Financial and human resource constraints impede HCMC’s smart health

Ho Chi Minh City is considered one of the leading localities nationwide to implement digital transformation in the health sector. However, up to now, in addition to the achievements, the application of information technology  and digital transformation towards building smart health of the city has not been as expected because of barriers including financial and human resource constraints.
Financial and human resource constraints impede HCMC’s smart health ảnh 1 Parents are taking numbers to see doctors from electronic  kiosks  
More than 10 years ago, HCMC -based Children's Hospital 1 started digitizing scans of health insurance documents, re-examination appointments, and patients’ certificates of leave for social insurance benefits.
Up to now, this unit has implemented many automated applications with an orientation toward smart health such as kiosks for taking numbers for automatic registration, kiosks for taking numbers for testing, and kiosks for looking up medical examination and treatment prices.
Thanks to the adoption of IT and technologies, patients cant register for online medical examinations via the website, phone, or mobile app; thus, they no longer have to wait in line.
Moreover, patients also do not use cash but pay via card, app, QR Code, or POS. In 2021, the hospital also deploys a payment solution via QR code that patients only need to scan the QR code in a doctor’s order to pay instead of taking the paper to the cashier.
HCMC-based Children's Hospital 1 is also one of the first hospitals in the country to build its own smart drug bidding software, digitizing all stages of the drug bidding process.
However, according to Dr. Ngo Ngoc Quang Minh, Deputy Director of Children's Hospital 1, the infirmary has bumped into a hiccup along the way for smart health. In particular, the most difficult problem is attracting and retaining IT human resources due to the low salary. Worse, many machines, equipment, and software are outdated and the equipment procurement was not done in time as it must wait for the city’s approval.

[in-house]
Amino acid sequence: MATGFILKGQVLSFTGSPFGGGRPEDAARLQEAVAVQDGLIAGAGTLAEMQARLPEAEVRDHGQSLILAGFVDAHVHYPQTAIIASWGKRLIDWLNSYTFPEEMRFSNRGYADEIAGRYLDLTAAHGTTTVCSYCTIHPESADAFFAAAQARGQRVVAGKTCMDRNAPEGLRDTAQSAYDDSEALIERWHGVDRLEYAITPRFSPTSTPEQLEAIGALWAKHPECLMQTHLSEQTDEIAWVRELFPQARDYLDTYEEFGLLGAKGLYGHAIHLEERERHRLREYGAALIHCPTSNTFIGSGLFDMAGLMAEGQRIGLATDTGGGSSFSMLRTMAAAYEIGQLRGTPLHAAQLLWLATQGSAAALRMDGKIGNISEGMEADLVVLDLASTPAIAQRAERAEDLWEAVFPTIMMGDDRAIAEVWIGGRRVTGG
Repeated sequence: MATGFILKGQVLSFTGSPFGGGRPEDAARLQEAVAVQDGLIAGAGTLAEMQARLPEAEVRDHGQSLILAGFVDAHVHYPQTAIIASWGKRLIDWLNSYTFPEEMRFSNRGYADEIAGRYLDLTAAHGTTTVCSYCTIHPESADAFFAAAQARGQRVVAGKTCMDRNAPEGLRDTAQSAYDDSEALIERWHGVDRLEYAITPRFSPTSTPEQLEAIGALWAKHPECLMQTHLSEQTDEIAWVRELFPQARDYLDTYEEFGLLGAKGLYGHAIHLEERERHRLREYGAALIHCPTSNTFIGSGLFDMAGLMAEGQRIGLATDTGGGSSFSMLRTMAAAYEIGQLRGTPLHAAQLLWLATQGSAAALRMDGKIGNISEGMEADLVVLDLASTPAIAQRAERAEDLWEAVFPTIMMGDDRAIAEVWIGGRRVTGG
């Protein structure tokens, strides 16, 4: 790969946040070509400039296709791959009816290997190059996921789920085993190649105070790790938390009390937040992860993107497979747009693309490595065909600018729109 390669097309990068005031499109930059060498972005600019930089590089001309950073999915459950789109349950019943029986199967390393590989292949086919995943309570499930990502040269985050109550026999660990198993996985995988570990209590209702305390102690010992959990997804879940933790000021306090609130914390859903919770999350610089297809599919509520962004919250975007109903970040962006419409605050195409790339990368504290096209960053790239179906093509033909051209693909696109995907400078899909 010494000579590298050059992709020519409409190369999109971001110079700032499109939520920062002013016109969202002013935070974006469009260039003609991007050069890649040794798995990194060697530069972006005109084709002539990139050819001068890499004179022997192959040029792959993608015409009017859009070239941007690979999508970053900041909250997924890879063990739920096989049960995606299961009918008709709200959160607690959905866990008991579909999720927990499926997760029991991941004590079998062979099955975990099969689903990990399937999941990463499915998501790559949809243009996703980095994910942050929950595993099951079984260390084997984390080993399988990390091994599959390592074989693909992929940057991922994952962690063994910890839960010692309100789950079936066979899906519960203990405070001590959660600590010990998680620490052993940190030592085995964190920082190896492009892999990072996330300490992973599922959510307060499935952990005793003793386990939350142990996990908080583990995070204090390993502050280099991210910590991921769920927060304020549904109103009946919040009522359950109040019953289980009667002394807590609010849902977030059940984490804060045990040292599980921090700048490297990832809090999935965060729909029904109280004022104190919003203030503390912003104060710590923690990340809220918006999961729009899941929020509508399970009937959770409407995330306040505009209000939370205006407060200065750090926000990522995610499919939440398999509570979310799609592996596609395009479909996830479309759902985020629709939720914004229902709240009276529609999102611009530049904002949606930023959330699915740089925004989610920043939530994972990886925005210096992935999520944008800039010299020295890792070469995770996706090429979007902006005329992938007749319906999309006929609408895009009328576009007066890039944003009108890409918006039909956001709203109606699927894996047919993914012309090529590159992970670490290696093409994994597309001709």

Hung Vuong Hospital is also one of the hospitals with a fast digital transformation speed, but according to hospital Director Associate Professor Hoang Thi Diem Tuyet, the hospital has faced many difficulties including slow mechanisms, processes and procedures while IT changes too fast rate.
Hung Vuong Hospital has implemented electronic medical records since 2020 and the hospital has so far finished all online outpatient medical records and inpatient obstetrical medical records. Sixty percent of gynecological inpatients and 40 percent of neonatal have online medical records. However, the most important issue of electronic medical records is the information security system and network security because if confidentiality is not ensured, it may lead to violations of the Law on Medical Examination and Treatment.
Financial issues are also a common challenge that hospitals have been facing in implementing digital transformation. Currently, the investment in information security systems costs more than VND10 billion, which is beyond the capacity of most hospitals.
Hospitals have sent their proposal for the purchase of a new IT system, but their proposals are not approved. While waiting for specific policies, in order to recruit and retain IT staff, hospitals need to save themselves by a solution that does not separate the IT team in the hospital from the medical examination and treatment team but integrates functions and tasks into joint activities directly or indirectly.
According to Dr. Nguyen Anh Dung, Deputy Head of the city Department of Health, from now to 2025 with a vision to 2030, the city's health sector has developed the project "Digital transformation and building smart healthcare" with the goal that all people will have electronic health records by 2025 and all hospitals manage patients by electronic medical records.
In addition, hospitals have deployed many IT applications to help detect and prevent epidemics in time, and manage non-communicable diseases in addition to building big data of the health sector including medical personnel, practice certificates, technical lists, and drug supply. The health sector in Ho Chi Minh City also deploys applications using big data to serve state management.

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